In addition to the aesthetic affront associated with environmental destruction, there are many frightening practical environmental losses. The realized consequences of irresponsible environmental practices would be disastrous: deregulation of water and air pollution would have massive health consequences, especially for children and elderly people. The extinction of species would lead to an undeniable ecological impact on the world, and in the event of a loss of species, we can only hope that the ecological impact will not severely destabilize our food chain. The most extreme impacts, however, would result from global warming. New figures from the Intergovernmental Panel on Climate Change (IPCC) estimate the average earth temperature to rise by several degrees over the next century. I truly fear the consequences of such a result, for such a change in temperature may seem small to most people, but it would cause massive changes in climate systems leading to untold desertification and coastal flooding. Also, many temperature-sensitive species of animals and plants would become extinct, while there would be massive displacement and starvation of human populations. To ignore the fairly-conclusive scientific data in exchange for the economic, social, and political gains over the next century is to invite disaster. But by making lifestyle modifications sooner rather than later, it is possible to avert these disasters, at least partially.
Fundamentally, environmentalists see the world that we live on as large but finite, mighty but also fragile. Our overbearing lifestyle is reckless in its usage of resources (America consumes about twice as much energy as everyone else, we drive far more miles than any other country, we consume about twice as much water as the next-most water consumptive country, and we produce more municipal trash than any other citizenry; and that’s on a per-capita basis) is one that is not suited to the world in which we live. There are too many people and too few natural resources on the planet to allow six billion or so people to live the lifestyle that we do. Some might contend that this is just a consequence of us being industrialized, but if one compares our consumption to that of other developed countries, one will find that we are infinitely more voracious. Then, some will argue that we are reaping the benefits of being the world’s leader and superpower, and that people from other countries are just unlucky. Fortunately, I do not even have to address such an inappropriate usage of quasi-patriotism to justify an irresponsible lifestyle by which we egocentrically feel that America is somehow better. Environmentalism looks toward sustainability as the answer: each human will have an impact on his or her environment, but by conserving resources and limiting general environmental impact, it is possible for us to live more sustainably.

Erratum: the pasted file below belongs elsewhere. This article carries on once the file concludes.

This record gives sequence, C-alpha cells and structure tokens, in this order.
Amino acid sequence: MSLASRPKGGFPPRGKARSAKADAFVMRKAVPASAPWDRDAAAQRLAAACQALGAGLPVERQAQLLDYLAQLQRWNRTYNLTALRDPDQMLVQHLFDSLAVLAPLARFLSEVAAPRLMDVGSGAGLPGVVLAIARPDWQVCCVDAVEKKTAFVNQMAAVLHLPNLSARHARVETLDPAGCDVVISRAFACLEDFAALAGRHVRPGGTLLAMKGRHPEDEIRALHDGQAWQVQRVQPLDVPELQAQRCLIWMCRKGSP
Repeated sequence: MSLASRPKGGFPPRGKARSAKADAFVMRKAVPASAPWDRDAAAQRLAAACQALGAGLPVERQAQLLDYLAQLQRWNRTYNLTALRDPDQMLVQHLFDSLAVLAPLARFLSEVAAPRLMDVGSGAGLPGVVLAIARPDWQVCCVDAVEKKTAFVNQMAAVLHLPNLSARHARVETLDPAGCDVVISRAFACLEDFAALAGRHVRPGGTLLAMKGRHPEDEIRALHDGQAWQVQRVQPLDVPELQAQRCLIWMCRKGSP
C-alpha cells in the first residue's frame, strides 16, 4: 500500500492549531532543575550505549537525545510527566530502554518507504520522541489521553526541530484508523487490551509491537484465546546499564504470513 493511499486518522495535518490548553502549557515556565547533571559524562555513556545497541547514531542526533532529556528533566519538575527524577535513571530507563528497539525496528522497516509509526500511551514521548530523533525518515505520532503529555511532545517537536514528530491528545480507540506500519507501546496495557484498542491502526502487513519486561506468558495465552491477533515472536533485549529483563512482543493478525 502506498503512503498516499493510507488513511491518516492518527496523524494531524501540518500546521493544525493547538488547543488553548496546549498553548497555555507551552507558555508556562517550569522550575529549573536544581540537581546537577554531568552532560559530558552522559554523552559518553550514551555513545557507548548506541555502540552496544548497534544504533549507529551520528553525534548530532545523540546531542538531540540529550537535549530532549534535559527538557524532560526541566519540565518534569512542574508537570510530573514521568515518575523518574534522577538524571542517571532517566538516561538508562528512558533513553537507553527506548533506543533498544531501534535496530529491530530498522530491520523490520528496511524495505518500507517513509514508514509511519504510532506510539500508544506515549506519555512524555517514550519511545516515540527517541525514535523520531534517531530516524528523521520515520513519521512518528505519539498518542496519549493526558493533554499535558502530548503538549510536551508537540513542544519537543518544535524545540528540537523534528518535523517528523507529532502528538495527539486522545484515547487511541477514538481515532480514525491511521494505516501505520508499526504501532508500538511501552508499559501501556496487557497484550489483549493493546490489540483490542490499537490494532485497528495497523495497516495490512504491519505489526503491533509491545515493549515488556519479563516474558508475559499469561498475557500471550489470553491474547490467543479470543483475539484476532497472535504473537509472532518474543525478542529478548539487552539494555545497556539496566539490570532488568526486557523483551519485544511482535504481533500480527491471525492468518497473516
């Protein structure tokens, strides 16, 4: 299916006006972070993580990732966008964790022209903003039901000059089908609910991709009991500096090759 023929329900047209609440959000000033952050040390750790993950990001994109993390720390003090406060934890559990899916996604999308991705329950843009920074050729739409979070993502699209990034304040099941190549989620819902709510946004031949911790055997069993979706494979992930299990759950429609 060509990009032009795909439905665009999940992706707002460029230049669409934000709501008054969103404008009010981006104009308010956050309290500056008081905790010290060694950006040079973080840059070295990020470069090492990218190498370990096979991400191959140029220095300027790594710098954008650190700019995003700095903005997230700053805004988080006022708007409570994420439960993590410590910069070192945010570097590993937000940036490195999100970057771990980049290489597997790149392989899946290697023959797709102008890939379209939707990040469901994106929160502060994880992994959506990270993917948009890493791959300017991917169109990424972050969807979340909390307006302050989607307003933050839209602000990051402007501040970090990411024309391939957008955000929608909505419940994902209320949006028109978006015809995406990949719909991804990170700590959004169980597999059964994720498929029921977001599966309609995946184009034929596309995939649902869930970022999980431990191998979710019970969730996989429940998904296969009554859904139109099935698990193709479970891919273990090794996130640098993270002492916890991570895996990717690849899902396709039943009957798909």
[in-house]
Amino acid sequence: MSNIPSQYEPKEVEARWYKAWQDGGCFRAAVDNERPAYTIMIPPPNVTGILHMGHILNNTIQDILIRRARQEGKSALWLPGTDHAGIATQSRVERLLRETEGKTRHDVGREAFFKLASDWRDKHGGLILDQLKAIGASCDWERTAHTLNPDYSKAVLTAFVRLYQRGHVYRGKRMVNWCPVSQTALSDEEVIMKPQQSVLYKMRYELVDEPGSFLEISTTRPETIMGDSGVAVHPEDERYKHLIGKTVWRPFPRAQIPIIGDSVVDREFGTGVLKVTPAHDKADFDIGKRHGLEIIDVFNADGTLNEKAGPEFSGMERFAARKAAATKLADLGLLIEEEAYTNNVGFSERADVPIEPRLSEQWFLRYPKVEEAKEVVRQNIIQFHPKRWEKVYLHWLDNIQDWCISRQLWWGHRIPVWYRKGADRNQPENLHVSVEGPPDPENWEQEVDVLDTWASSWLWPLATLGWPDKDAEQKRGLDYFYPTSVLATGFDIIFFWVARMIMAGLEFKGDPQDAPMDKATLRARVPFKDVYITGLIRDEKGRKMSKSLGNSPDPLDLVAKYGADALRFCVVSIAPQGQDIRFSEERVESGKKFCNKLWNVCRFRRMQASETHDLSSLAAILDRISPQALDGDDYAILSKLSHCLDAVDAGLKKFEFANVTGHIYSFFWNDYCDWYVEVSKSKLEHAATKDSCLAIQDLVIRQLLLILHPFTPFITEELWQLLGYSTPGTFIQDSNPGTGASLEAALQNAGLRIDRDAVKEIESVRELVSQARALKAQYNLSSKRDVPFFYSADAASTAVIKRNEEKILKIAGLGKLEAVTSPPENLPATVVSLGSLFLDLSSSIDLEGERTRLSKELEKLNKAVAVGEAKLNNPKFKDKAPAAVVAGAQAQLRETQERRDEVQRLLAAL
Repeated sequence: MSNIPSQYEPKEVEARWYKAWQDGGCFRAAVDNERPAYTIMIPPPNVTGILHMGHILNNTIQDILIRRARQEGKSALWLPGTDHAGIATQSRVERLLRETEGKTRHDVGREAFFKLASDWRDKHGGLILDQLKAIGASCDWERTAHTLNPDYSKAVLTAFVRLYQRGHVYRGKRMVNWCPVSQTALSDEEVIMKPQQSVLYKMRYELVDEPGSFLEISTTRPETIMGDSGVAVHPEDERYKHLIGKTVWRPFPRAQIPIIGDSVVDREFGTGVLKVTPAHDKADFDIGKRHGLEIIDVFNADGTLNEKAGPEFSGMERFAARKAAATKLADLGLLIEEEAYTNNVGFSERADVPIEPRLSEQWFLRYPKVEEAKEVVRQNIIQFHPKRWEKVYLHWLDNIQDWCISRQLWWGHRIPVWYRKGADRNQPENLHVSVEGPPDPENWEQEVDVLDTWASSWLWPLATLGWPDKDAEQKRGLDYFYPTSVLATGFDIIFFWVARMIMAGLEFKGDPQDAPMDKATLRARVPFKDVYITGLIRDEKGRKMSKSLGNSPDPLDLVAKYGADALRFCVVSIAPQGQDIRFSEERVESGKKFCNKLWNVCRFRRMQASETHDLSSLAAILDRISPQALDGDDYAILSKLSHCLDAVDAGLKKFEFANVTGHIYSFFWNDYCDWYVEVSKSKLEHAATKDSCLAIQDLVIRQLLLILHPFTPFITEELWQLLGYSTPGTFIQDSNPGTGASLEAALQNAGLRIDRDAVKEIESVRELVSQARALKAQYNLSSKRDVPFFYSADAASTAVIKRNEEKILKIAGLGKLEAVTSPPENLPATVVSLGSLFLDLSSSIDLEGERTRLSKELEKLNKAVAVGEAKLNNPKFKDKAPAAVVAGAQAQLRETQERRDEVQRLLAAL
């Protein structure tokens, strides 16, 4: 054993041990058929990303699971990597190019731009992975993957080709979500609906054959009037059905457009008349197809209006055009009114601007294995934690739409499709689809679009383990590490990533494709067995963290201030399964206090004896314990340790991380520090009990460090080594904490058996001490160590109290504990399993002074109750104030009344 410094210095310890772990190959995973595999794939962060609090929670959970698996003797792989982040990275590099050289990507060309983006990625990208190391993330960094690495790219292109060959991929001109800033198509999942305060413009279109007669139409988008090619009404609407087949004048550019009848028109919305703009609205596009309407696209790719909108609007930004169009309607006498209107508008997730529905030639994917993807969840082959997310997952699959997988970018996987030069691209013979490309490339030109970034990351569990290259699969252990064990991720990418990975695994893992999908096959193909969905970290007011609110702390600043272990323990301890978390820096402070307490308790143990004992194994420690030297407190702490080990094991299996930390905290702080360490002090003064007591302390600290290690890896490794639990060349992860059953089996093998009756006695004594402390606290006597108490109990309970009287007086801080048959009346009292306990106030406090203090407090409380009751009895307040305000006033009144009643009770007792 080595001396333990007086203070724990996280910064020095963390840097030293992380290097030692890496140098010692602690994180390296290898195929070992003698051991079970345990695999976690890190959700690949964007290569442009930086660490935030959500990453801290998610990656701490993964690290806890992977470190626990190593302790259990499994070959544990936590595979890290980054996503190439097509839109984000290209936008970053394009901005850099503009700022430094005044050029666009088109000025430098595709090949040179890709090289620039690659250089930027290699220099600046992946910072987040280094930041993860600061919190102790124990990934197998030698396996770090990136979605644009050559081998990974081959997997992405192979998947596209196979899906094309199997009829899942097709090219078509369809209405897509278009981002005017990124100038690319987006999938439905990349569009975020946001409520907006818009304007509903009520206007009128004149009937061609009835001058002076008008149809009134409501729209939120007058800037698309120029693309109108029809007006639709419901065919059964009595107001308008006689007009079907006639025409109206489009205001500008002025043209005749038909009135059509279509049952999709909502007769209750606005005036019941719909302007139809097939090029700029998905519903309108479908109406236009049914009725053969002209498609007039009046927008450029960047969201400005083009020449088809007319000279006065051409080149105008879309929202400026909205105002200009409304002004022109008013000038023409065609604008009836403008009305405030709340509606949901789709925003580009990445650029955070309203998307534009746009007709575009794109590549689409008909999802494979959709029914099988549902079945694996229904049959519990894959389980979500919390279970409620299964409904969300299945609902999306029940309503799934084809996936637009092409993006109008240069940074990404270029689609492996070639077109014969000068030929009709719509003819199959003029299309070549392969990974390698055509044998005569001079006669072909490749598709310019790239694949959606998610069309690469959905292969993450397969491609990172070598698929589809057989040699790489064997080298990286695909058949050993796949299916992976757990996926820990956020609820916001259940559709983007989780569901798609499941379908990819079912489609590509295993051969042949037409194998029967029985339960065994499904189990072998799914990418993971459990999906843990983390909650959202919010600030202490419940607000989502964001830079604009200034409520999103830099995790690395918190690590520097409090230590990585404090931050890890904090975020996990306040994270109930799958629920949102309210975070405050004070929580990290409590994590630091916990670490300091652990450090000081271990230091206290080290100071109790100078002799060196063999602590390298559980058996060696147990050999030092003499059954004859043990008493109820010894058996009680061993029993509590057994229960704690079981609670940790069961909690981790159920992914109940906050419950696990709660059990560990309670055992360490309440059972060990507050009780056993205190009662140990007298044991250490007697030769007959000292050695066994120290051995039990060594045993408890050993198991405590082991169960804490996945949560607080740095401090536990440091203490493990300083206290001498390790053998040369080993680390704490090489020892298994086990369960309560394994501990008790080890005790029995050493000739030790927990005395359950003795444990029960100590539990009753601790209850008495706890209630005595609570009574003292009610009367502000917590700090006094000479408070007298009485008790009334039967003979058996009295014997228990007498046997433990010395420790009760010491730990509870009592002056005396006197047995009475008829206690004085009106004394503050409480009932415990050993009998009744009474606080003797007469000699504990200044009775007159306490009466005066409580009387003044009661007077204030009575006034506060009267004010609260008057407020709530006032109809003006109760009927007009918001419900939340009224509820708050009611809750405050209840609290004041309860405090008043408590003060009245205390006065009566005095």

Environmentalism is not a misanthropic philosophy; rather, environmentalists seek to live more responsibly with respect to the world by showing Americans that their current lifestyle is truly unsustainable. Some at MIT believe that the advent of new technology will be our savior in terms of providing better alternatives to the current standoff between consumption and sustainability, but in lieu of a series of panaceas which address each of our environmental conundra, let us recognize the limits of the world around us, let us realize that we are both directly and indirectly responsible for environmental destruction, and let us endeavor to live within our means for the long run. Responsibility, sustainability, and foresight are virtues.
Daniel R. Feldman ’02 is a member of SAVE, MIT’s student environmental group.